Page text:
*Returning to college as an adult can certainly be overwhelming!*

*Being back in a classroom will force you to use some mental “muscles” that you might not have used in a long time. You’ll also need to develop some other skills that might not have even existed when you were in school!*

*Over the next several days, this will be a series of Top Success Skills for Non-Traditional students.*

Math | Reading | Writing | Critical Thinking | Computers | Research

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**MATH SKILLS**

Most degree programs include at least one math course as a core requirement. As a beginning student, you will probably need to take a math placement exam before enrolling. Generally, a placement test will evaluate your current skills, and determine which level math class you should start in.

It’s possible you may need to take one or more lower-level math courses before taking the course required for your program. Don’t feel discouraged or insulted; this will help you in the long run. Math skills build upon each other; a solid foundation will help you succeed at higher levels.

**Relax. **

Math Anxiety is a very real issue for many adults returning to college. Your younger classmates may be only a year or two out of high school, and much of their math skills will be fresher. Don’t let the Whiz Kids intimidate you. As mentioned above, you will be placed in a course that matches your current skills. Trust that they wouldn’t* intentionally* put you in over your head.

**Ask questions.**

If you don’t understand what your math professor is saying, JUST ASK! Chances are, half a dozen other people in the room are too shy to ask the very same question. Nine times out of ten, you’ll hear them murmur gratefully when you ask the professor for clarity.

**Attend every class!**

Things happen, of course, but make the effort to stay current on work. Math skills build on what you’ve already learned. It’s so important to stay on top of things. Establish contact with with one or two classmates who can fill you in on anything you might miss. Even better, enlist a classmate as a study buddy.

**Do your homework!**

You don’t learn math just by absorbing what the professor is saying in class, or even by reading the textbook. It takes practice. You need to work out problems on paper until you understand the process. Stay on top of your assignments. It’s not just busy work (usually!)– it’s valuable practice.

When you’re done with your homework, go back and do them again. You’re learning a process. Practice, practice, practice! College courses are usually just two days a week. Don’t lost what you’ve learned- practice some more in between classes!

When solving a math problem, I’ve found you need to approach it logically:

**1. What information is unknown?**

In other words, what is the problem asking for? What do you need to find? This is the most important part. You have to get straight to the heart of the problem first.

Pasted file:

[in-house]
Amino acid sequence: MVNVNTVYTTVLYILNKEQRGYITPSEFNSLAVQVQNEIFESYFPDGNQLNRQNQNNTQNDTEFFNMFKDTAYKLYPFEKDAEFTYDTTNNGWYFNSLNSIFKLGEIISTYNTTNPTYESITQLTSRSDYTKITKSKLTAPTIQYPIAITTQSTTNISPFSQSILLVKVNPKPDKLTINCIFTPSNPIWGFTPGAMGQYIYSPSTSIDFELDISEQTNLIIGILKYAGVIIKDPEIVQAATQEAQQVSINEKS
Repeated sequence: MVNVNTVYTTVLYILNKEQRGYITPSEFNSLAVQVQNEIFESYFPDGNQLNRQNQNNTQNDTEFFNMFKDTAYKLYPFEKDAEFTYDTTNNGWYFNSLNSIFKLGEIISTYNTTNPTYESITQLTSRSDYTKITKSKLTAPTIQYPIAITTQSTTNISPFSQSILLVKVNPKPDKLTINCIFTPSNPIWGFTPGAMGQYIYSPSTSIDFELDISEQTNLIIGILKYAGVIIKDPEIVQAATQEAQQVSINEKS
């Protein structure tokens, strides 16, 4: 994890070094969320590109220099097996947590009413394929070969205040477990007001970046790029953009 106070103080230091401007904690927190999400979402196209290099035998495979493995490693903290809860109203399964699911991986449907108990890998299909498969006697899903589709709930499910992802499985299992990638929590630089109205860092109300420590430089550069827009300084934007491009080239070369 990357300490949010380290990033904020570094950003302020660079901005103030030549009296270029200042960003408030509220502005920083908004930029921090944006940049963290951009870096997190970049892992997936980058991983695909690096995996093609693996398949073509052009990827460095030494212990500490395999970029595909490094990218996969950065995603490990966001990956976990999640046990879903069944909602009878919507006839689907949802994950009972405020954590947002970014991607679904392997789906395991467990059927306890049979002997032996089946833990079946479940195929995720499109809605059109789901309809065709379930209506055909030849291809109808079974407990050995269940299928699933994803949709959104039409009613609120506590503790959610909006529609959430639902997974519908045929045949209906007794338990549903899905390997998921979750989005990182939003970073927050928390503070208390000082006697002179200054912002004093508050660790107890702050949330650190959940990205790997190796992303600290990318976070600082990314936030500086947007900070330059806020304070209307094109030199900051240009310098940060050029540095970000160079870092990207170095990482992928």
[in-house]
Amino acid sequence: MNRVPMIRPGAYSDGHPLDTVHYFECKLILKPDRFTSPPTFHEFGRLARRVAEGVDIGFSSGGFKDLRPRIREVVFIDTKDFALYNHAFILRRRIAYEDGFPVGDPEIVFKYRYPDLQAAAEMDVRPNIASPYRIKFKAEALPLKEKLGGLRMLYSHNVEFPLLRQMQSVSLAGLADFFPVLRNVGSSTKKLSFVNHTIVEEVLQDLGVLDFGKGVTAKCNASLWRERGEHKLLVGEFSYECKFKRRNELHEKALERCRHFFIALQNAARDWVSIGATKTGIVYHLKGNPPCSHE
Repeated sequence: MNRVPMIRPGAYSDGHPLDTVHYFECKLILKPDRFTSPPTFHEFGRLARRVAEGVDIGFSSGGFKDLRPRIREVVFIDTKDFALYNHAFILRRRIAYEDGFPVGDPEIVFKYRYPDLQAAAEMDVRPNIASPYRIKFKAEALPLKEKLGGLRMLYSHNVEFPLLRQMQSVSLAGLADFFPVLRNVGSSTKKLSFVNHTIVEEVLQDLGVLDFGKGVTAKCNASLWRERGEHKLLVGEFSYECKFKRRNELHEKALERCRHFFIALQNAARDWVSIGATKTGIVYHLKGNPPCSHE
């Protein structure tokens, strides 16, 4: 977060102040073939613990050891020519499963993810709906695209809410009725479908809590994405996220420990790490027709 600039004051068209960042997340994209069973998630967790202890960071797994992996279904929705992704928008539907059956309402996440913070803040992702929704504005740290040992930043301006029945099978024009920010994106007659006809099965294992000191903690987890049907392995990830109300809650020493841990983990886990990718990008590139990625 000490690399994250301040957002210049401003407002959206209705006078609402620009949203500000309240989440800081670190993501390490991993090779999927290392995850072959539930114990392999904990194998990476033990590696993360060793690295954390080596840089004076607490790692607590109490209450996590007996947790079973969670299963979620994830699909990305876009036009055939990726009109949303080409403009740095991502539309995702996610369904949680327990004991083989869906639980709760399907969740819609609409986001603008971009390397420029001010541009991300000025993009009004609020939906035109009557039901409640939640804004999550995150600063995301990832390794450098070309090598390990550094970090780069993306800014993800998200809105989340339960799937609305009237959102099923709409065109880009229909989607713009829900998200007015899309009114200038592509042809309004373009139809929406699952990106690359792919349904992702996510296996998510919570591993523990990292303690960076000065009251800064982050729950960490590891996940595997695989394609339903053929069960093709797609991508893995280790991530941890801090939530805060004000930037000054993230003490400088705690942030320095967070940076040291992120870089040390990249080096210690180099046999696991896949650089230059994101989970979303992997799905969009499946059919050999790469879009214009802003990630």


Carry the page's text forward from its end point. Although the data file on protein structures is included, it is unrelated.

**2. What information is given?**

The nice thing about math problems is, everything you need to solve it is right there.

If it helps to visualize, draw a little picture of the problem. If you’re a visual learner, a quick diagram may be just what your brain needs to understand the problem better.

**3. What’s the relationship between what’s given and what’s unknown?**

How is one related to the other? When you think about it from that point of view, you’re forced to look for the missing link between the two. What connects the known and the unknown? You’ll have to decide whether the missing link is a formula or a particular method… and then solve it.

Whenever your professor (or the textbook) presents a formula or method, it’s important! Write down the formula, along with an example of a problem (with the solution) which uses that particular formula. You will eventually get to know which formula/method to use when you need to find a particular answer. Learning to make those connections– see those relationships– really helps.

**Organization**

Math notes can be messy and confusing. Take notes during class, but plan to re-do them later. A three-ring binder with loose-leaf notebook paper is a great idea for math class. You can move, insert, and delete pages easily.

Those formula cheat sheets (above) are best done when you have time to write them out neatly. Take time after each class to carefully write out a step-by-step solution of each type of problem. Include the actual wording of the problem, so you have the entire context right there. Draw a picture to illustrate the problem. These pages will help you study!

**Seek Help!**

If your professor can’t explain it to you well enough, you can get help outside the classroom. Most colleges offer free tutoring sessions; if you need it, by all means take advantage of this excellent free resource!

Somehow, I managed to get an A in College Algebra and an A- in Statistics this past year. Believe me– if I can do that, anyone can!

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Helpful Math Links:

Tips for success in math class

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**Academic Success Skills for Non-Traditional Students:**

5. Computer Skills

6. Research Skills

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on August 8, 2008 at 6:41 pm |Academic success skills for non-traditional students: writing « Memoirs of a Non-traditional Student[…] 1. Math Skills […]

on August 8, 2008 at 6:42 pm |Academic Success Skills for Non-Traditional Students: Reading « Memoirs of a Non-traditional Student[…] 1. Math Skills […]

on August 12, 2008 at 12:10 pm |Academic Success Skills for Non-Traditional Students: Critical Thinking « Memoirs of a Non-traditional Student[…] 1. Math […]